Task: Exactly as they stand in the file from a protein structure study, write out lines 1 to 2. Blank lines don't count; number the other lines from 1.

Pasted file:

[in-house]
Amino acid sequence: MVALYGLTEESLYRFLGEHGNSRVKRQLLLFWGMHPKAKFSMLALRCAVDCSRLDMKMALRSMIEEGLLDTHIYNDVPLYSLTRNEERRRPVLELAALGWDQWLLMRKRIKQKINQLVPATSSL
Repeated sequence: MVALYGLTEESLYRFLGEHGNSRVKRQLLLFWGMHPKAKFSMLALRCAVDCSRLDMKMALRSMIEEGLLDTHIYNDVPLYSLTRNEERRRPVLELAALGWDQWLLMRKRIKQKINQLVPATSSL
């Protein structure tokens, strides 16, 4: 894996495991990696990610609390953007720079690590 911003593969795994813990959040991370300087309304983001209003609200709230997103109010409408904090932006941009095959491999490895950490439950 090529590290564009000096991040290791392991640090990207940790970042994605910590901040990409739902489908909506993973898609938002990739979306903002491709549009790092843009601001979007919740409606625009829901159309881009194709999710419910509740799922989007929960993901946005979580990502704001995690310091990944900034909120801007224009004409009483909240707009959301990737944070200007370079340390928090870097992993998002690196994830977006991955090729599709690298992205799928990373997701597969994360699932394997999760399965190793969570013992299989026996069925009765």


[in-house]
Amino acid sequence: MVALYGLTEESLYRFLGEHGNSRVKRQLLLFWGMHPKAKFSMLALRCAVDCSRLDMKMALRSMIEEGLLDTHIYNDVPLYSLTRNEERRRPVLELAALGWDQWLLMRKRIKQKINQLVPATSSL